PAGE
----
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Context : MusicAndPolitics

Quora Answer : Would you still relate Pink Floyd's "Animals" to today's standards and what the world is like today, with celebs, the rich and the government (pigs), the police and military (dogs), the poor, middle class, and the have-nots (sheep)?

Jul 21, 2019

I find the "politics" of Animals somewhat confused.

It's allegedly based on Animal Farm, but only really takes the idea of "an allegory where animals stand for people" which is an ancient idea, that's been around at least since Aesop.

It doesn't have anything to do with the actual story of Animal Farm which is about how a revolution went wrong. Instead, in Animals, I think we're meant to assume that when the sheep revolt, that's meant to be a "good" thing. Or at least it's the cathartic end to the whole drama. Which is kind of the opposite of what Animal Farm is about.

Obviously, as you say, the basic model of a pyramid of society, with a rich, hypocritically moralizing elite (pigs), a bunch of aggressive defenders of that elite (dogs), and everyone else (sheep) is as true as it ever was. More so, as economic inequality exacerbates (as it has since the 1970s).

I don't think it's a particularly informative allegory though. In particular because today, the defenders of the elite, don't just come in "dog" flavour. There's a more superficially "cerebral" version of it, from the right-wing media, all the alt.right blowhards and "debaters" you find "destroying" the left on YouTube, to data-analysis companies and lobbyists and purveyors of disinformation of all sorts.

The hallmark of the contemporary defence of the elites is not raw violence (though that's available at the end) it's "bamboozlement" ... a FireHosing of fake, or distorted news, lies, conspiracies and rumours and insinuation. "HyperNormalization" as AdamCurtis puts it.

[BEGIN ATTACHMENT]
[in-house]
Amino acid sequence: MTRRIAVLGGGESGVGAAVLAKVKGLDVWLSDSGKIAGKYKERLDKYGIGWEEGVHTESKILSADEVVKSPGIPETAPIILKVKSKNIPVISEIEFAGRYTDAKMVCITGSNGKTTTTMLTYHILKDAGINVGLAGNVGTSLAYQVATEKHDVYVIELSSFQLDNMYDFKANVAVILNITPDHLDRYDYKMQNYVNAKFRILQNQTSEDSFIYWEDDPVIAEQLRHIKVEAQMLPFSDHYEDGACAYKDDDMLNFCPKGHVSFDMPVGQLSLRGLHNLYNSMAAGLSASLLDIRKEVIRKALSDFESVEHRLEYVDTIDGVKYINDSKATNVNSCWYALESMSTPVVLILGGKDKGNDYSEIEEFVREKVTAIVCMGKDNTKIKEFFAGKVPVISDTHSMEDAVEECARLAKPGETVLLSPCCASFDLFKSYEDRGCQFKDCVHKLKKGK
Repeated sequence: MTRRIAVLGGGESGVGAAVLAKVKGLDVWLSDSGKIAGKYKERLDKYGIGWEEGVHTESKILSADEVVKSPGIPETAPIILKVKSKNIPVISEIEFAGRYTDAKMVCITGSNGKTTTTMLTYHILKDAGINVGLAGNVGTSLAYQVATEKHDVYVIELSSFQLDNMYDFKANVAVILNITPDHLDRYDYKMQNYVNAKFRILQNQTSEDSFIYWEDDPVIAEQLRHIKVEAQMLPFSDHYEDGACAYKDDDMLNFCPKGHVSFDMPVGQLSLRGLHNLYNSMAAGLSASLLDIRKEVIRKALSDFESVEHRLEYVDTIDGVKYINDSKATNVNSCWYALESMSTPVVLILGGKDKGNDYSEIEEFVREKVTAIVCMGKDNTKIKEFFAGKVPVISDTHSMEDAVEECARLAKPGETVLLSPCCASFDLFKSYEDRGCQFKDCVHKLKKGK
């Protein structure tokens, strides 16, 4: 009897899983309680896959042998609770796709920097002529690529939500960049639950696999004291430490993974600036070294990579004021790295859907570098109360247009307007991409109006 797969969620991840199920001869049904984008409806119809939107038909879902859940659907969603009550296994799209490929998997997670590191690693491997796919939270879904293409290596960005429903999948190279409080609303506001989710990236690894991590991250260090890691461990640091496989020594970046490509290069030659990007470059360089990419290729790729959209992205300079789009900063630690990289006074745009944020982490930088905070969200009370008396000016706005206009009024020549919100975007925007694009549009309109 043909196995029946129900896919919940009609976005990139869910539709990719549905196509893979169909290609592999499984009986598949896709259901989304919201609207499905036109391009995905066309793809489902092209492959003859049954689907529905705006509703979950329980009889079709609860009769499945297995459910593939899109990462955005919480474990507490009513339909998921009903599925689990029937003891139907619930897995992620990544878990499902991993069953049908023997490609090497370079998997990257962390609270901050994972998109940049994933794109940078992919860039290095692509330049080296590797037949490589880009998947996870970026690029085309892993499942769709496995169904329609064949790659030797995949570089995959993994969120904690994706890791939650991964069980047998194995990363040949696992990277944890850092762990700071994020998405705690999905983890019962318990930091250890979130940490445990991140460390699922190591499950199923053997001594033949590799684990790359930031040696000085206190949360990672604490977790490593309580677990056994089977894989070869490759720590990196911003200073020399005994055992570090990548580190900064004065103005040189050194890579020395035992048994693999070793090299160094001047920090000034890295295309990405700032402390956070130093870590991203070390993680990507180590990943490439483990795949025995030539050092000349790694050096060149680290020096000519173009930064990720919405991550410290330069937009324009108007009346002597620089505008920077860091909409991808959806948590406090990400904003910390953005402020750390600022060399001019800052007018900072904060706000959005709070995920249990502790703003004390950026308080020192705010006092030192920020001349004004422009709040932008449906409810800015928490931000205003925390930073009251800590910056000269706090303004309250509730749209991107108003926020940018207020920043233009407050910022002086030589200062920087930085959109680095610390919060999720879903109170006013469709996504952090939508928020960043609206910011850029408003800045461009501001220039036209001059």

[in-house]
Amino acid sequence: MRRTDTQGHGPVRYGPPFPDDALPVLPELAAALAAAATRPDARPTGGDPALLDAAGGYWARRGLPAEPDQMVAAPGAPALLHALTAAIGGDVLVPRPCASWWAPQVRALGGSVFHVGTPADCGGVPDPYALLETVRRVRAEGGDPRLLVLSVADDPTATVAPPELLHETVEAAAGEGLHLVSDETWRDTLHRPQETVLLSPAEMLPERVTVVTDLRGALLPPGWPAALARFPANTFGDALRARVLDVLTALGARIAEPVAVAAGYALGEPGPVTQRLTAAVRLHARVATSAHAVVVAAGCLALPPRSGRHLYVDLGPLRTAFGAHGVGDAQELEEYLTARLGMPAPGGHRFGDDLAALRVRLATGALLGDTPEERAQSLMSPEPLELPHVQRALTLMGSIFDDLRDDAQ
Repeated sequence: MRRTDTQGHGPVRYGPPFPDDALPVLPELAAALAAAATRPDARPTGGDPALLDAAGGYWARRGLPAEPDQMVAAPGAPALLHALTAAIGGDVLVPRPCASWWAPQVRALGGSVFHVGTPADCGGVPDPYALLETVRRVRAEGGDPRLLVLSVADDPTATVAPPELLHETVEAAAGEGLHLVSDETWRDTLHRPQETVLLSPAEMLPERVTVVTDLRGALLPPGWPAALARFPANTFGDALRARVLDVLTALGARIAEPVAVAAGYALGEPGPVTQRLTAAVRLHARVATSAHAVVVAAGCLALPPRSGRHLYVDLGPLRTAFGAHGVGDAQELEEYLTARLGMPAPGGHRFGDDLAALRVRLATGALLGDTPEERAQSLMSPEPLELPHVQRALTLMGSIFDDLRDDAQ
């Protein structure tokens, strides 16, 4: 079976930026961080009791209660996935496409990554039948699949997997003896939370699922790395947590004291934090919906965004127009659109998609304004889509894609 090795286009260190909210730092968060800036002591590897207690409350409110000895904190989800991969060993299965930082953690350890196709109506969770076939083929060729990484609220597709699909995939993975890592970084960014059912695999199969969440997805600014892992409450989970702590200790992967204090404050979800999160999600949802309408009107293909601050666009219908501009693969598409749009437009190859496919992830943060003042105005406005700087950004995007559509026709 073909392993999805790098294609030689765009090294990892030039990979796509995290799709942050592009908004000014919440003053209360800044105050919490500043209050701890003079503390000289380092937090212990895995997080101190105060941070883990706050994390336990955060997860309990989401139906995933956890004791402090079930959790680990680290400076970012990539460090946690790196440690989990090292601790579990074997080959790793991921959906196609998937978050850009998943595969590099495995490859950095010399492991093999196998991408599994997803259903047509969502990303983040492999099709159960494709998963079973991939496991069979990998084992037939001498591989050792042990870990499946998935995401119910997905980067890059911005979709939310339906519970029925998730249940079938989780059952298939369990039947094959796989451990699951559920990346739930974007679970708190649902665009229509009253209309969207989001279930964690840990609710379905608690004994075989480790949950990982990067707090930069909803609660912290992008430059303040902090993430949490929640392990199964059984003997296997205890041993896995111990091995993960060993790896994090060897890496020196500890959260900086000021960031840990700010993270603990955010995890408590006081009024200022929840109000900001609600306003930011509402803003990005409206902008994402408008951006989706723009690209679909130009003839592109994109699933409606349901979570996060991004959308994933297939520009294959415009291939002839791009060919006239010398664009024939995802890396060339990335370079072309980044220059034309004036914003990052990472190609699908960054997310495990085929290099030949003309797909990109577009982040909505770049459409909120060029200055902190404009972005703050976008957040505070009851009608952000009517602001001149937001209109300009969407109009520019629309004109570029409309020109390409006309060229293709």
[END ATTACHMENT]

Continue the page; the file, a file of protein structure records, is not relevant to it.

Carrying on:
"Dog" doesn't really capture that. Fox or coyote might capture a bit more of that sense of cunning. Though obviously "wormtongue" is Tolkien's good old fashioned Anglo-Saxonish name.

Compared to Animal Farm which is subtle and dispiriting. And the contemporary political scene, which is overwhelmingly terrifying. Animals is pretty much naively "optimistic". Or at least naively "moralistic". The Dog wastes his life defending the elites but at least learns the error of his ways / gets his comeuppance at the end. The Sheep do revolt. And the Pigs are called out and subjected to ridicule.

I tend to believe that most political art isn't very good (either as art or politics) because the requirements of art and of politics pull in two different directions. (Art, for example, requires ambiguity and politics requires clarity.) And Animals is no exception.

But I've recently started to really like it. As music and song-writing. Much more than either Wish You Were Here or The Wall. 70s rock isn't really my genre, but I'll throw (particularly) Dogs or Sheep into a playlist surprisingly often.

Is that because of its political resonance today? I hadn't really thought of that, but I guess it might be.

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